Warning: This piece contains spoilers from The Handmaid’s Tale TV series.
My partner is lying across the couch, taking up all the room. I wriggle into my spot, sitting upright with the warm crown of his head cradled on my chest.
My arm are wrapped around his chest as we settle in to watch The Handmaid’s Tale. Here, in our cosy, private space, we are safe. We feel safe.
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But the world I’m seeing on screen reminds me that this safety has never been guaranteed. In the wrong place at the wrong time, our homely picture would look very different.
The very act of us being “together” is political.
I first read Margaret Atwood’s 1985 novel quite a few years ago, and it had a major impact on me.
As a male feminist (can we start ditching the “male” tag on feminist yet?), I was chilled to the bone by Atwood’s vision of a future society that hits “delete” on the hard-won rights of women. A system that would reduce and enslave my sister, my friends and my colleagues to their fertility status.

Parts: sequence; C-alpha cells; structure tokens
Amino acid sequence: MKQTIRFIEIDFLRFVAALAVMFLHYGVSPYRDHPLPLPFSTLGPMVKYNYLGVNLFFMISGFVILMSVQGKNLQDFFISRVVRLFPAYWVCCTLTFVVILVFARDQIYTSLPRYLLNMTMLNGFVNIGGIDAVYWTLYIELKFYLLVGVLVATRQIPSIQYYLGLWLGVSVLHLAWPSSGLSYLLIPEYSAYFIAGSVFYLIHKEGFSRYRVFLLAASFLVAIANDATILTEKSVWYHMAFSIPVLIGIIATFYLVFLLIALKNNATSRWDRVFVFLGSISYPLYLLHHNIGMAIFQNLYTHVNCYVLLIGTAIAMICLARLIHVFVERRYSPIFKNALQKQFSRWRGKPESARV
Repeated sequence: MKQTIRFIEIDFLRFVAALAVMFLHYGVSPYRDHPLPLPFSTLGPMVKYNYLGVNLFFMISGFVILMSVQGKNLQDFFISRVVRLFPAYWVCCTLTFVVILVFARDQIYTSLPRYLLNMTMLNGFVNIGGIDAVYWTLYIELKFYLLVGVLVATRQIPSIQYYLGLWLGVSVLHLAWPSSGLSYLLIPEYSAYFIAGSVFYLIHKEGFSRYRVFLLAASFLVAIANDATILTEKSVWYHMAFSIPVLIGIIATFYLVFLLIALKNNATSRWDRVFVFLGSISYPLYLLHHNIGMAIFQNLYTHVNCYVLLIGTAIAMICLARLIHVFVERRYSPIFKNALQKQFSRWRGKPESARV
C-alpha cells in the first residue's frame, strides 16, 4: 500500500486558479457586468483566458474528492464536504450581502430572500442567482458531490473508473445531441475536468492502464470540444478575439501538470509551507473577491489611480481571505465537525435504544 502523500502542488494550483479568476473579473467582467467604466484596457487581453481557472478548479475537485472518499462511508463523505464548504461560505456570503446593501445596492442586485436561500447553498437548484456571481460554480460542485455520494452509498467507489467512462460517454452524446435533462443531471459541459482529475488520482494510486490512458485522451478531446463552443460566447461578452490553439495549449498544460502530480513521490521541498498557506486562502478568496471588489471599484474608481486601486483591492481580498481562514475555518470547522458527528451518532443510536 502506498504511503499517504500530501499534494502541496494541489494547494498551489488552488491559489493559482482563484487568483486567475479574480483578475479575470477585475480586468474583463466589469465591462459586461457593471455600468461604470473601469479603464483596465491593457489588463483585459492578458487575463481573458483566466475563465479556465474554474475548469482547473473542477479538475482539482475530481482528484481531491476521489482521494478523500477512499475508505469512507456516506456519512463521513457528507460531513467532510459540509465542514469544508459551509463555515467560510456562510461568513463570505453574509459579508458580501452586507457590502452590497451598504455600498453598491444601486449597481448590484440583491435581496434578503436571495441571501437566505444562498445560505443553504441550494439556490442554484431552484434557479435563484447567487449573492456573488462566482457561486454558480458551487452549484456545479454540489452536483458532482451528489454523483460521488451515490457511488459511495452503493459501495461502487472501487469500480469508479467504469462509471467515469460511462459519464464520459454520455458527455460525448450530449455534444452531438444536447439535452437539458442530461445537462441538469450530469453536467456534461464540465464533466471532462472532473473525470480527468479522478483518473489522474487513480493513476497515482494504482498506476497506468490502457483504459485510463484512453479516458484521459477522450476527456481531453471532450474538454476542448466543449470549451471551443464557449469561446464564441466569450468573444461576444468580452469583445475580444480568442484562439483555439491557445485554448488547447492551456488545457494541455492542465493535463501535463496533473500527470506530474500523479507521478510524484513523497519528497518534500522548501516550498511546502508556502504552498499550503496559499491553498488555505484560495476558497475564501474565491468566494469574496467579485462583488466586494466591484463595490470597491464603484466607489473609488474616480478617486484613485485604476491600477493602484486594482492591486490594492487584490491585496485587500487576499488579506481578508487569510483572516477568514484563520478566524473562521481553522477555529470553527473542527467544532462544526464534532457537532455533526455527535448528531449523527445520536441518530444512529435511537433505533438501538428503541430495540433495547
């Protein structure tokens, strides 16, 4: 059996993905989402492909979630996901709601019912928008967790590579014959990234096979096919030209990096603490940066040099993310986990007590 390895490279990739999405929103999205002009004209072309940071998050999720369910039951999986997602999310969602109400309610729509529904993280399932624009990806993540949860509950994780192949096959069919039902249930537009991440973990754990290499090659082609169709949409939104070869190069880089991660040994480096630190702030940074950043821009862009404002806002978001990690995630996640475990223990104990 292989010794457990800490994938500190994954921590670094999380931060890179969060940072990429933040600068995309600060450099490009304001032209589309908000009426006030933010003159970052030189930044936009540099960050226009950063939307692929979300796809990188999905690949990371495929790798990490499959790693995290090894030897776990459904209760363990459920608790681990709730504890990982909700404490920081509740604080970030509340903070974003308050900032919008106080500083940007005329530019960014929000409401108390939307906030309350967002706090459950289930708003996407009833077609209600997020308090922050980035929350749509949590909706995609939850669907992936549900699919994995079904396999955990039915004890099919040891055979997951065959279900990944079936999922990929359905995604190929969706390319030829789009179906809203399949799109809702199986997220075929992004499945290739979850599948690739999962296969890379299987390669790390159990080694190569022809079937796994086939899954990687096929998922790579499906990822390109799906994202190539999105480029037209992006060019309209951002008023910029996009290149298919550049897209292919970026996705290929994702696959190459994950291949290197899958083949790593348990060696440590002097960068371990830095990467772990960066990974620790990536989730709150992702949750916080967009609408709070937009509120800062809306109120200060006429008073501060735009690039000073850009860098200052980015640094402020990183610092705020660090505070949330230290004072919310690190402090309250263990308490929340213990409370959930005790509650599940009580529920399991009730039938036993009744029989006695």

The TV adaptation, produced by US streaming service Hulu and available on SBS On Demand, locally, hits me even closer to home.
Not only is being a woman grounds for institutionalised oppression and abuse, but so is being gay.
The series puts LGBTI people into the plot in a way that amplifies Atwood’s horrifying vision, making it even more relevant than ever.
The fundamentalist beliefs of a world like Gilead eerily echo those of groups like the Westborough Baptist Church (their tagline “God Hates Fags” appears smeared on a snowy window during episode seven).
From the opening episode, we are warned of what happens to the people they call “gender traitors”.
As Offred/June (Elisabeth Moss) and Ofglen/Emily (Alexis Bledel) walk home by the river, they see a gay man’s limp, lifeless body hanging on the wall next to a pink triangle symbol. The same symbol the Nazis used to identify homosexuals during the Holocaust.